Publication: Detrimental effects of an economic crisis on student cognitive achievement – A natural experiment from Palestine
Khaled Bisharat, Alexander Christ and Stephan Kröner published an article on “Detrimental effects of an economic crisis on student cognitive achievement – A natural experiment from Palestine” in Intelligence (Impact Factor: 2.609).
In this study, we investigated the differential effect of regional economic prosperity on mean student cognitive achievement by analysing data from a “natural experiment” in Palestine. Its main regions, Gaza and the West Bank, inhabited by a population sharing history, culture and gene pool, were only recently separated, yet distinctively affected by geopolitical events. The “experimental group”, living in Gaza, suffered from an enduring politico-economic crisis treatment, while the “control group”, inhabitants of the West Bank, was exposed to a much shorter and milder crisis. As a manipulation check, we used economic data reported by Etkes and Zimring (2015), who uncovered a severe and lasting decrease in household welfare and labour productivity in Gaza. As dependent variables, we used achievement scores of TIMSS maths and science students, which displayed only negligible pro-West Bank, pre-crisis differences (maths: Cohen’s d = −0.04; t = −0.56; science: d = 0.11; t = 1.48). This margin grew during the crisis (maths: d = 0.17; t = 2.65; science: d = 0.26; t = 4.25) and even more so in the post-crisis phase (maths: d = 0.38; t = 5.09; science: d = 0.46; t = 6.76).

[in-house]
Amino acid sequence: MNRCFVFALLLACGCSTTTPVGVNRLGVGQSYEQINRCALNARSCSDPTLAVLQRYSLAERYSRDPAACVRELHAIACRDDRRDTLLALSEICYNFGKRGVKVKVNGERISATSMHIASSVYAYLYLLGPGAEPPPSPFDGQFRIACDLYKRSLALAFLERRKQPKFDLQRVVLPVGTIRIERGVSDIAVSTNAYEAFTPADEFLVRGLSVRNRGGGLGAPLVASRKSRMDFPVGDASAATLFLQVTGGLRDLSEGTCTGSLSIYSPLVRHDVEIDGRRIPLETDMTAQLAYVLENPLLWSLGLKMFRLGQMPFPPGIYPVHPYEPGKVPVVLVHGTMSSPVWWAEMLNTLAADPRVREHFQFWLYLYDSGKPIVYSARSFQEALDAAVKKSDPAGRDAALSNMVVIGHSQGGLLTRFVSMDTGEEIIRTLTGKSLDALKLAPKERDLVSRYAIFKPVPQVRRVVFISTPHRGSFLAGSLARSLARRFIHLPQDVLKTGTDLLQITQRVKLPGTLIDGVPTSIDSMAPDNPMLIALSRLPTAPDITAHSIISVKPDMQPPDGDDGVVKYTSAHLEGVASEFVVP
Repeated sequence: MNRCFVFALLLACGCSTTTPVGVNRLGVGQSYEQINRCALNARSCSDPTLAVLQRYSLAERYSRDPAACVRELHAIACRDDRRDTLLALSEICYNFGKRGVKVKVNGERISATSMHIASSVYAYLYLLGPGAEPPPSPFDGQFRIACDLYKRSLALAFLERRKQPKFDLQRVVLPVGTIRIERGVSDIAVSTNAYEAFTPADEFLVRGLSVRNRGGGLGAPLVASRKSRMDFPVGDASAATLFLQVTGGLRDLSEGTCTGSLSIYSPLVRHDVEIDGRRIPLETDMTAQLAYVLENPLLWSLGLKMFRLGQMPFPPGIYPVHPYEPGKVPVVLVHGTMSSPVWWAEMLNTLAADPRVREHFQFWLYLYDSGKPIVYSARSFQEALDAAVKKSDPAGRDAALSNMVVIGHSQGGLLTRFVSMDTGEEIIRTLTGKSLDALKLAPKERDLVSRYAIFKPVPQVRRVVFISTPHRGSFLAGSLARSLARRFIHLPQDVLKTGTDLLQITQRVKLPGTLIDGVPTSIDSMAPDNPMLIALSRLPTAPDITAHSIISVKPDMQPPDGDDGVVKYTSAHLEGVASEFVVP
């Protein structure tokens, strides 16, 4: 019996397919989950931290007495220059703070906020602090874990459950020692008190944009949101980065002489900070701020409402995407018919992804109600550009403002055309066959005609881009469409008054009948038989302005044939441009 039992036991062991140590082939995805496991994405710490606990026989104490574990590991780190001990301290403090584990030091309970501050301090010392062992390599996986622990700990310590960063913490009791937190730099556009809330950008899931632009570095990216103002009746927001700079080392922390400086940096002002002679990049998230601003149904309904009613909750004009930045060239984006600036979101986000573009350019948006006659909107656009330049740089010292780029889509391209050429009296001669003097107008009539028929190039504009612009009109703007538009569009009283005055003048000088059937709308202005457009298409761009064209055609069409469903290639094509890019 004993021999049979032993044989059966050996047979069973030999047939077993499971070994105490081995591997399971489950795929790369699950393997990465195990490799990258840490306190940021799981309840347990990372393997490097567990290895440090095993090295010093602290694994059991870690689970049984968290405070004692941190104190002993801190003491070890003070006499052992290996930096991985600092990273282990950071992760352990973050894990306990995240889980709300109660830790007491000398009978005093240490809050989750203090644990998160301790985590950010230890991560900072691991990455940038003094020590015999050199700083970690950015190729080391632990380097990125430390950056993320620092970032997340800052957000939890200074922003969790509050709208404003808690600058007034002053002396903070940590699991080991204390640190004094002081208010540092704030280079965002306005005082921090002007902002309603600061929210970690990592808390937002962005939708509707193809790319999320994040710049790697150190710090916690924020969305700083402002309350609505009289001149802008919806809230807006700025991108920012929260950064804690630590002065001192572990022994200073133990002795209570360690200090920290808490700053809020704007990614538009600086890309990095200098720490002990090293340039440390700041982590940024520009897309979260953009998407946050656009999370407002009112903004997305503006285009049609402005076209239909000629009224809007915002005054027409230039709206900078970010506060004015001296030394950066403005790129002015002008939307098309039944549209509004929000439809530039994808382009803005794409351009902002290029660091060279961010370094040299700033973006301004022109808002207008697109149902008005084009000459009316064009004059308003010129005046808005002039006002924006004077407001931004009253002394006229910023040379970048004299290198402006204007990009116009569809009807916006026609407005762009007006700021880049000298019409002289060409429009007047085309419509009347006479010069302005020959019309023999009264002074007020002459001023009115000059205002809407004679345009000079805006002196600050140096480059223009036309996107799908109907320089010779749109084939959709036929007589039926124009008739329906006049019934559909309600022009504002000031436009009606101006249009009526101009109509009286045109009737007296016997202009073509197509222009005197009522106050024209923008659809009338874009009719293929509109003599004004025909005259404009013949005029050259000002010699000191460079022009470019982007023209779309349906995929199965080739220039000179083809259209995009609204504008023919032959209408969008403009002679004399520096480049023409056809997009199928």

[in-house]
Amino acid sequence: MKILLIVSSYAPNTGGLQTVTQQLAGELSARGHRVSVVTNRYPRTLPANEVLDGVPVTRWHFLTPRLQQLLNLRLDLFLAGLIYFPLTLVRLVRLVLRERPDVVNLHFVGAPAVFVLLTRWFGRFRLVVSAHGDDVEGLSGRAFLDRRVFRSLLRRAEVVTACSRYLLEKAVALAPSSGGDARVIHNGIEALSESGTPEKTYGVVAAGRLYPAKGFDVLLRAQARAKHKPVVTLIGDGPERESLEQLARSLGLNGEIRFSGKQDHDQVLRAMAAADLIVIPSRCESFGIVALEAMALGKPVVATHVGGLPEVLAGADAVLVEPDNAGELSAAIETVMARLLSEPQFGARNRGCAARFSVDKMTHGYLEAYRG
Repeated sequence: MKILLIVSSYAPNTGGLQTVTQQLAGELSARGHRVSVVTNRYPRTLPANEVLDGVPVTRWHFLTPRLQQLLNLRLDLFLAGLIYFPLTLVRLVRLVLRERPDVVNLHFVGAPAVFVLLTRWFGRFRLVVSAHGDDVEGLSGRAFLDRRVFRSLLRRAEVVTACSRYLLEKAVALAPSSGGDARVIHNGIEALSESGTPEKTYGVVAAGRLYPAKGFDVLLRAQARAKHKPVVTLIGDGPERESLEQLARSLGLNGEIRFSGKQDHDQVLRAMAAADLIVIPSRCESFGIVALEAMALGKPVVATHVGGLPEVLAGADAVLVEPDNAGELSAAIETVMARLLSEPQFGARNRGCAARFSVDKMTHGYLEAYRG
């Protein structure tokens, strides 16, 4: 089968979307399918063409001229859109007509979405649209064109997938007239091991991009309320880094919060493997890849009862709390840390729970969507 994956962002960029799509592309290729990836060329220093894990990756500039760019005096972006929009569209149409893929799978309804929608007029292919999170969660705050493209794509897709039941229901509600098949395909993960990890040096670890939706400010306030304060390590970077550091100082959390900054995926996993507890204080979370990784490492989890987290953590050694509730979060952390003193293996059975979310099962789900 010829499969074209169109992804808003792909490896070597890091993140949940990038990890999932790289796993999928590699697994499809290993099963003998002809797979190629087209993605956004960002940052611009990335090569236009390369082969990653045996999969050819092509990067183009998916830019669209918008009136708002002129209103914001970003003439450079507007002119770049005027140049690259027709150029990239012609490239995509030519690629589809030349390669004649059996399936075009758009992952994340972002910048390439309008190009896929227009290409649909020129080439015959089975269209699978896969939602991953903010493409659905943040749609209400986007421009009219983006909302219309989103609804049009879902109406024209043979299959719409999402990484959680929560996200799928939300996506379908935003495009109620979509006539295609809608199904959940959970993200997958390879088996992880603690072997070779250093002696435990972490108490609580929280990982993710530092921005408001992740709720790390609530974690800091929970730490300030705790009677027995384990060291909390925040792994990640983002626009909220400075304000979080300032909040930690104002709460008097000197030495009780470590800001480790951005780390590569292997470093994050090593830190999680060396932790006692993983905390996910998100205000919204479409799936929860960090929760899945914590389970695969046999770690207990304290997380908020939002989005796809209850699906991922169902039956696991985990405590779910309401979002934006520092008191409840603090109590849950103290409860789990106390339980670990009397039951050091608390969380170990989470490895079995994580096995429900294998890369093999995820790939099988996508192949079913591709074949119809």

Our results corroborate correlational evidence for economic effects on cognitive achievement (cf. Hunt, 2012). Relying on a natural experiment, we were able to rule out genetic effects and highlight the impact of the environment on students’ academic achievements. Limitations of the design and implications for further studies on regional differences in cognitive achievement are discussed.